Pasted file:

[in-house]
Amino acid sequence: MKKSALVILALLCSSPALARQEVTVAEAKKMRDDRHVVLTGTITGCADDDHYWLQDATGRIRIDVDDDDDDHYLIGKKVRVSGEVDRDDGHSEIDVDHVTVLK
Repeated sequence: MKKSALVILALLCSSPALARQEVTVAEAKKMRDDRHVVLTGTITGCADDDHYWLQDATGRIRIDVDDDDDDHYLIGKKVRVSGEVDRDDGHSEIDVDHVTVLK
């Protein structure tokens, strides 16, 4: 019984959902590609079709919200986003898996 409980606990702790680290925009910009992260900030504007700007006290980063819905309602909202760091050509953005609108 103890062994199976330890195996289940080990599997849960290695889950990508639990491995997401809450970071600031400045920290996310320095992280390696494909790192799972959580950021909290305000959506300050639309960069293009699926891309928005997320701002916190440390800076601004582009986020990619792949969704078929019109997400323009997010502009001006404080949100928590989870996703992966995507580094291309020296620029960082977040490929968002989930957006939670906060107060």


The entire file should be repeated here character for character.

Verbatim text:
[in-house]
Amino acid sequence: MKKSALVILALLCSSPALARQEVTVAEAKKMRDDRHVVLTGTITGCADDDHYWLQDATGRIRIDVDDDDDDHYLIGKKVRVSGEVDRDDGHSEIDVDHVTVLK
Repeated sequence: MKKSALVILALLCSSPALARQEVTVAEAKKMRDDRHVVLTGTITGCADDDHYWLQDATGRIRIDVDDDDDDHYLIGKKVRVSGEVDRDDGHSEIDVDHVTVLK
């Protein structure tokens, strides 16, 4: 019984959902590609079709919200986003898996 409980606990702790680290925009910009992260900030504007700007006290980063819905309602909202760091050509953005609108 103890062994199976330890195996289940080990599997849960290695889950990508639990491995997401809450970071600031400045920290996310320095992280390696494909790192799972959580950021909290305000959506300050639309960069293009699926891309928005997320701002916190440390800076601004582009986020990619792949969704078929019109997400323009997010502009001006404080949100928590989870996703992966995507580094291309020296620029960082977040490929968002989930957006939670906060107060």